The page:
Ex-eBay exec pleads guilty to role in cyberstalking campaign
BOSTON (AP) — A former top security executive at eBay Inc. has pleaded guilty to his role in a campaign to harass and intimidate a Massachusetts couple who published an online newsletter he perceived as critical of the company.
James Baugh, 47, of San Jose, California — eBay’s former senior director of safety and security — admitted Monday in federal court in Boston to nine charges in connection with the campaign that involved disturbing deliveries — among them, live insects, a bloody pig face mask and a book on surviving the loss of a spouse — to the victims’ home, federal prosecutors said.
The intimidation started when senior executives at eBay became frustrated with the newsletter’s tone and content, according to federal documents.
The harassment campaign also included online posts inviting the public for sexual encounters at the victims’ home, and a trip to the Boston area to spy on the victims with the intention of installing a GPS device in their vehicle, federal authorities said.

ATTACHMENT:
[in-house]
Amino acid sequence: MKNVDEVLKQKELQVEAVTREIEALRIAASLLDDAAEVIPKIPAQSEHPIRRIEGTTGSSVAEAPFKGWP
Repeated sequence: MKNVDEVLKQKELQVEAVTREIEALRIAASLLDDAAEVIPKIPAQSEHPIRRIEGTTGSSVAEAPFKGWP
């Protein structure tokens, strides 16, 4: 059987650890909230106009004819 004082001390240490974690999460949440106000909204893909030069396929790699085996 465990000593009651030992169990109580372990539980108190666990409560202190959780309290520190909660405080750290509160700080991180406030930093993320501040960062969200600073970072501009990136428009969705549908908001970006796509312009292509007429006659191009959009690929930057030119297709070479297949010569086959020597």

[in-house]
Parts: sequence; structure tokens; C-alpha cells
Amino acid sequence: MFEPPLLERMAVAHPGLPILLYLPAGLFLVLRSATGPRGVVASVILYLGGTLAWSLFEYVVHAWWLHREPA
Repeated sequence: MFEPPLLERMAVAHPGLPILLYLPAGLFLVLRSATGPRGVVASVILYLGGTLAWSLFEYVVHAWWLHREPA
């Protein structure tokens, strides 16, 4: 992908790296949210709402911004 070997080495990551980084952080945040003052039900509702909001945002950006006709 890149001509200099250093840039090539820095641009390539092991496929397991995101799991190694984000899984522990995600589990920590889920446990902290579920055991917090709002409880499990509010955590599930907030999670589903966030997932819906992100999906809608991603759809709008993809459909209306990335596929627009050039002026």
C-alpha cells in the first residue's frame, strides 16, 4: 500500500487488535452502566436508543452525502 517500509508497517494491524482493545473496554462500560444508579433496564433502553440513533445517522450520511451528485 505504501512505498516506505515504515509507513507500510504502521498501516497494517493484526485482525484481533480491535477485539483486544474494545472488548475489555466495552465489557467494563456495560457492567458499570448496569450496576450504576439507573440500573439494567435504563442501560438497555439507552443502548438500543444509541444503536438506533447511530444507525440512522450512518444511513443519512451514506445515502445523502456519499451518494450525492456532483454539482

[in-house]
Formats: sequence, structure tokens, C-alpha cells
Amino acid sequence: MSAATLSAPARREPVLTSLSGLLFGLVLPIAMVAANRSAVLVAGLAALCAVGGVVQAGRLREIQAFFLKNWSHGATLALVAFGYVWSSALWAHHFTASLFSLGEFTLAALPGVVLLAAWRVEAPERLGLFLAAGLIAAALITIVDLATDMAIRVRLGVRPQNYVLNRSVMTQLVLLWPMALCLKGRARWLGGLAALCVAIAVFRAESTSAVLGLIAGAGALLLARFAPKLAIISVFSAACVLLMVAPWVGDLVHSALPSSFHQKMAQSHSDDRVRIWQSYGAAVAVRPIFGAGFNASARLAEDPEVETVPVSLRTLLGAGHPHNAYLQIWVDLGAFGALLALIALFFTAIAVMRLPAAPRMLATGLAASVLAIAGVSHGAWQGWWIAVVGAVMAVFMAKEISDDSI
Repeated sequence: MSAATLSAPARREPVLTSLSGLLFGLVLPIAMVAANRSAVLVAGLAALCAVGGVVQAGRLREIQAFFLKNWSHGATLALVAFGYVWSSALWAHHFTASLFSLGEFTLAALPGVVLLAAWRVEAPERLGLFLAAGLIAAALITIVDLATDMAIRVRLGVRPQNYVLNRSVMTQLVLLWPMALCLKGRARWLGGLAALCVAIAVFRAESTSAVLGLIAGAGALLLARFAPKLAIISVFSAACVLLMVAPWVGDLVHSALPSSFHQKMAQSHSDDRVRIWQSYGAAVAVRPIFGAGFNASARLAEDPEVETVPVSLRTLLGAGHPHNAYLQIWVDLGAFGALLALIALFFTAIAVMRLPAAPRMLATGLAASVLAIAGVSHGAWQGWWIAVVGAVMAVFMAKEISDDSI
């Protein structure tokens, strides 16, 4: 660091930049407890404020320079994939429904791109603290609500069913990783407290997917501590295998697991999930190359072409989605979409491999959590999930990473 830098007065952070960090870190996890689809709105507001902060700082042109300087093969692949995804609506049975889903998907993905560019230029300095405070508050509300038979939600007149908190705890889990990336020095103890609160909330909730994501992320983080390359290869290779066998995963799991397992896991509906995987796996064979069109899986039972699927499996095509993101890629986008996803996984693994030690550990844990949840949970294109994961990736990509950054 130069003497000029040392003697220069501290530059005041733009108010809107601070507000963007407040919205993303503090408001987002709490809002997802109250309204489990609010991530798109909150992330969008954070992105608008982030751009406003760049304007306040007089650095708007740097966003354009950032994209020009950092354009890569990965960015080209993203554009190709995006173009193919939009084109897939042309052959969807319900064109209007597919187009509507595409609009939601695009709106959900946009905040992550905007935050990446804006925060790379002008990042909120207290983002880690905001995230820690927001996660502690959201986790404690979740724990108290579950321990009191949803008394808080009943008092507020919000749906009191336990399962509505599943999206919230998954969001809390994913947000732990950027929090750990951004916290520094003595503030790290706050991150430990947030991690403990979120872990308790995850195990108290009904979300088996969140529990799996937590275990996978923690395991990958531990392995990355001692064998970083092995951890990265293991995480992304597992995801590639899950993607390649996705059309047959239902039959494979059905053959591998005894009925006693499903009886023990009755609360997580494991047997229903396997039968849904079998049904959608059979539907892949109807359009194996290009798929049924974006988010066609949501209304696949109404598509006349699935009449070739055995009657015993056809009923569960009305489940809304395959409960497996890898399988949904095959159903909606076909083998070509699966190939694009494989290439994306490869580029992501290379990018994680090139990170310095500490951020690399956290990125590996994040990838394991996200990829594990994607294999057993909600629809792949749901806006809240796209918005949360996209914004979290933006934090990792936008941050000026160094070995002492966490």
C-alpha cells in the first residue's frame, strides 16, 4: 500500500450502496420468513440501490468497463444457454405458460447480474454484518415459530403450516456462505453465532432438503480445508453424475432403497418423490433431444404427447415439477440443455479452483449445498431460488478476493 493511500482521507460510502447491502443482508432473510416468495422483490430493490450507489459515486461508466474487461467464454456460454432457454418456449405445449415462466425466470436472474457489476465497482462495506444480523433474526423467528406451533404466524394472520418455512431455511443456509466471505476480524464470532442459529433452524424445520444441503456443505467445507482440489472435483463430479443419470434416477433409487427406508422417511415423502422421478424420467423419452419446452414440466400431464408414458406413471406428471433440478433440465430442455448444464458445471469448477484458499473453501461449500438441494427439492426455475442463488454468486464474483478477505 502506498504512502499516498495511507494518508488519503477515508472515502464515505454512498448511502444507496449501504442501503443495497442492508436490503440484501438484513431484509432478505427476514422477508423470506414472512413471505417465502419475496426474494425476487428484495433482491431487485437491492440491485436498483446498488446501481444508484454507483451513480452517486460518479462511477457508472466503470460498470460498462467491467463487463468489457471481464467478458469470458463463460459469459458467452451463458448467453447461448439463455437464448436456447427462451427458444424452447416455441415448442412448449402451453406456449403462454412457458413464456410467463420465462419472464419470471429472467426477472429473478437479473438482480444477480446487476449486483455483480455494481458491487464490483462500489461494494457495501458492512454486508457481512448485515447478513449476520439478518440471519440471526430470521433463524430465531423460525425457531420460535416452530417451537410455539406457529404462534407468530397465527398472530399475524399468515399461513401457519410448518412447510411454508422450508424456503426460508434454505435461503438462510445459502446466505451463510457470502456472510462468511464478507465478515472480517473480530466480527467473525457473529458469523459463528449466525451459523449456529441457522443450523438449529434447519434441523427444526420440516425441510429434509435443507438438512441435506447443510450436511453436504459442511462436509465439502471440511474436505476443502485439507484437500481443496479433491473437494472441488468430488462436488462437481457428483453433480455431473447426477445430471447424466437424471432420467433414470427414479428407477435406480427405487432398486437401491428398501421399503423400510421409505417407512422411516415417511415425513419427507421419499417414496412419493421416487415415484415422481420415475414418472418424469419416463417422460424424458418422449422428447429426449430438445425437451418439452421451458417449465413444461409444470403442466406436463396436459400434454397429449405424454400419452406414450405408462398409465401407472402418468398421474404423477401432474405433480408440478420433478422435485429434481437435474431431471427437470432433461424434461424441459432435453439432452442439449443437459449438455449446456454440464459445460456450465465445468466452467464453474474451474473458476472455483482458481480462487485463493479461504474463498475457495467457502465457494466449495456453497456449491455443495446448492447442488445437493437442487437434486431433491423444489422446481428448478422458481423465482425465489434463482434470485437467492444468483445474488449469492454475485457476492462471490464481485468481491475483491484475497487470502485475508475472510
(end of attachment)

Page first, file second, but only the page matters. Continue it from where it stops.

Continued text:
The couple from Natick spotted the surveillance and contacted local police. After learning of police involvement, Baugh lied to investigators, deleted digital evidence and falsified records, authorities said.
A voicemail was left Tuesday with Baugh’s attorney.
Baugh was one of seven eBay employees or contractors charged in the harassment scheme that ran from August 2019 until August 2020. He is the sixth to plead guilty. One has pleaded not guilty and is awaiting trial. San Jose-based eBay has previously said they were fired.
Baugh faces decades in prison at sentencing scheduled for Sept. 22, if he receives the maximum sentence.
The Massachusetts couple, Ina and David Steiner, who publish the newsletter EcommerceBytes, sued eBay and several employees including former CEO Devin Wenig last summer over what they described as a conspiracy to “intimidate, threaten to kill, torture, terrorize, stalk and silence them” in order to “stifle their reporting on eBay.”
The lawsuit alleges the employees were “carrying out the directives of Wenig” and another executive. Wenig was not criminally charged, has denied any knowledge of the harassment campaign, and his lawyers have asked that the Steiners’ claims against him be dismissed.
He stepped down as CEO of eBay in September 2019.
The lawsuit has been stayed as the sides negotiate a settlement, according to court records.
The Silicon Valley giant has apologized to the couple and said that it fully cooperated with the law enforcement investigation.
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